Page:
Rampart Street

From Wikipedia, the free encyclopedia
Jump to navigation Jump to search

Rampart Street (French: rue du Rempart) is a historic avenue located in New Orleans, Louisiana.

North Rampart Street tiles, Marigny neighborhood

The section of Rampart Street downriver from Canal Street is designated as North Rampart Street, which forms the inland or northern border of the French Quarter (Vieux Carre). Crossing Esplanade Avenue, the street continues into the Faubourg Marigny neighborhood, then splits off from St. Claude Avenue to become a single-lane, one-way street through residential neighborhoods, and continues into the Bywater neighborhood. With a break at the Industrial Canal, Rampart Street resumes in the Lower Ninth Ward.

Upriver from Canal, it is designated as South Rampart Street, and runs through the New Orleans Central Business District and continues to St. Andrew Street. In the 19th century, the "South Rampart Street" designation continued into Uptown New Orleans; this section is now named Danneel Street.


The street gets its name from the wall, or "Rampart" (Rempart in French), that was built on the north side of the street in the city's early years to fortify the early French colonial city. Today, the portion of Rampart from Canal Street to St. Claude Avenue has four lanes separated by a tree-lined neutral ground. Like Canal Street, Carondelet Street, and other streets in New Orleans, Rampart features classic lampposts reminiscent of the past.

The famous "Eagle" building at Rampart & Perdido streets is a jazz history landmark

In the early and mid-20th century, Rampart Street on either side of Canal was the center of an important African-American commercial and entertainment district.

Rampart Street's significance has been commemorated in songs like "Saturday Night Fish Fry," "I've Got the Blues for Rampart Street," and "South Rampart Street Parade," a jazz march composed by Ray Bauduc and Bob Haggart in 1937.

In 1926, the St. Claude streetcar line was built, which ran down part of North Rampart. But it was removed in 1949 (as were eventually all but one of the streetcar lines in New Orleans), in favor of more lanes for automobiles. In December 2014, the New Orleans Regional Transit Authority began construction on the 1.6-mile Rampart-St. Claude streetcar line, which runs down North Rampart from Canal before continuing on St. Claude Street to Elysian Fields Avenue. It was completed October 2016.[1]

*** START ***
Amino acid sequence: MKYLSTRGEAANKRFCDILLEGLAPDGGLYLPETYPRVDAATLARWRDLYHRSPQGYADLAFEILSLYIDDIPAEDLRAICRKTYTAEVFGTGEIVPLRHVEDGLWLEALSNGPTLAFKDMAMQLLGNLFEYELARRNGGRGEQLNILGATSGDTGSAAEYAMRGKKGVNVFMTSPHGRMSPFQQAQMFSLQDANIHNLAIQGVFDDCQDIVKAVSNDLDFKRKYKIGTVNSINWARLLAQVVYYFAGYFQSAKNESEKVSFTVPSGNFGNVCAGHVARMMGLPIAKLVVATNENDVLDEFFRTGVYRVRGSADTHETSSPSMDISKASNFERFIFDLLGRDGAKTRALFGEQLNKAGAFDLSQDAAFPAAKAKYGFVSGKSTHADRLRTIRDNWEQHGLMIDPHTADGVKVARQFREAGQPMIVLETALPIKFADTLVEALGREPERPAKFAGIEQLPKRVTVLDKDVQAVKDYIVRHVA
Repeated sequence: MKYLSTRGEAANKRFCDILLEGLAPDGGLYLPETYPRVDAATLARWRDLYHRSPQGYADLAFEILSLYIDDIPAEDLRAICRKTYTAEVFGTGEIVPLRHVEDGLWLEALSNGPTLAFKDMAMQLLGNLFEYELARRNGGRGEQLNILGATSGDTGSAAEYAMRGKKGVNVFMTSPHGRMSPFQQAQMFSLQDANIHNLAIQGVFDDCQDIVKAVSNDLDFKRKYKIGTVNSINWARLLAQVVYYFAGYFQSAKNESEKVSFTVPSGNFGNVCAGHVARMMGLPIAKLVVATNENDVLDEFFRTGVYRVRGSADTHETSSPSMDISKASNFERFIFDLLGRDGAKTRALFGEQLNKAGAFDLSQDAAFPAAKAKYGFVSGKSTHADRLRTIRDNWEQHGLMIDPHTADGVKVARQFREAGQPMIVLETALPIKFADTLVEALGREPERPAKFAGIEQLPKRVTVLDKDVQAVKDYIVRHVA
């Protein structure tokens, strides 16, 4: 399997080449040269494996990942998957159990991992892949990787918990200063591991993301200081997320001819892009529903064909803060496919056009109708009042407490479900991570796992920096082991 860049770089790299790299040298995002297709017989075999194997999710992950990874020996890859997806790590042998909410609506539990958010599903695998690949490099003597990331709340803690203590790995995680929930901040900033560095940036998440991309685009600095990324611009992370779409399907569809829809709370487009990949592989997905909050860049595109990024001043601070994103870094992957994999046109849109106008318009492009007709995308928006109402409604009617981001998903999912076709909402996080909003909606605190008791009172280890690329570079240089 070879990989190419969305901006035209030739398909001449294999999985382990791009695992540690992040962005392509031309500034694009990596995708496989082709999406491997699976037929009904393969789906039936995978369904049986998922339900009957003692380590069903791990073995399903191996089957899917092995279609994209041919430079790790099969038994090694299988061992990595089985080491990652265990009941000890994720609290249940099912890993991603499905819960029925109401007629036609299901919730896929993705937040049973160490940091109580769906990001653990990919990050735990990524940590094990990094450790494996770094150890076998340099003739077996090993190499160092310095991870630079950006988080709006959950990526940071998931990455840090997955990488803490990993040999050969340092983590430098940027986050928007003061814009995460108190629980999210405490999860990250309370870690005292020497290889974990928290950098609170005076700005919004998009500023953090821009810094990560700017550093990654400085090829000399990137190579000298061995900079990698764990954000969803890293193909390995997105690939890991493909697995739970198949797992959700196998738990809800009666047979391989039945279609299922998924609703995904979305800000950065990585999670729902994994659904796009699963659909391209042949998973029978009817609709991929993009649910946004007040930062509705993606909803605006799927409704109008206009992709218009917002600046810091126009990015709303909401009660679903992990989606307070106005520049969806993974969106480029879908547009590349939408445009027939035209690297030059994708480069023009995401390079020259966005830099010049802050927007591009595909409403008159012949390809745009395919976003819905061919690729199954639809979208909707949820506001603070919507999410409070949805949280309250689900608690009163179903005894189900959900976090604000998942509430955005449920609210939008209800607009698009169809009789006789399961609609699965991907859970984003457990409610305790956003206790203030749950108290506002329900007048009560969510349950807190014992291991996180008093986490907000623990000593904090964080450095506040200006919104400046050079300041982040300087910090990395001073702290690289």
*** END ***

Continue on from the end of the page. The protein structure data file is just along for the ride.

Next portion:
The partially collapsed building seen from Rampart Street, October 2019.

On October 20, 2019, the attempted implosion of one of two damaged tower cranes on the site of the collapsed Hard Rock hotel caused the jib of one of the cranes to fall vertically onto Rampart Street, effectively impaling the street near its intersection with Canal Street.[2] As well, a partial collapse of the structure occurred on the side facing North Rampart Street.[3] Three workers were killed and dozens of others injured.[4] Construction work ceased and the developer was working with the city on the methodology for removing the damaged 18 story building. A specific plan had not yet been finalized as of January 8, 2020.[5]


See also[edit]


  1. ^ Rainey, Richard (28 September 2016). "All aboard: North Rampart St. Claude streetcar line opens Oct. 2". The Times-Picayune. Retrieved 15 March 2016.
  2. ^ https://www.wwltv.com/article/news/local/orleans/watch-6-angles-of-implosion-including-crane-impaling-rampart-st/289-2524dd29-a1c6-4880-9aa5-252e5c790363
  3. ^ "1 dead, 3 missing, 18 hurt after Hard Rock Hotel collapses on Canal Street". WWL-TV. Retrieved 2019-10-12.
  4. ^ Hawkins, Derek; Bellware, Kim (November 30, 2019). "ICE deports 'crucial witness' in Hard Rock Hotel collapse". The Washington Post. Retrieved 30 November 2019.
  5. ^ "New Orleans delays decision on demolition of 3 buildings near Hard Rock at developer's request". NOLA. 8 January 2020. Retrieved January 12, 2020.

External links[edit]

Coordinates: 29°58′06″N 90°04′26″W / 29.9683°N 90.0739°W / 29.9683; -90.0739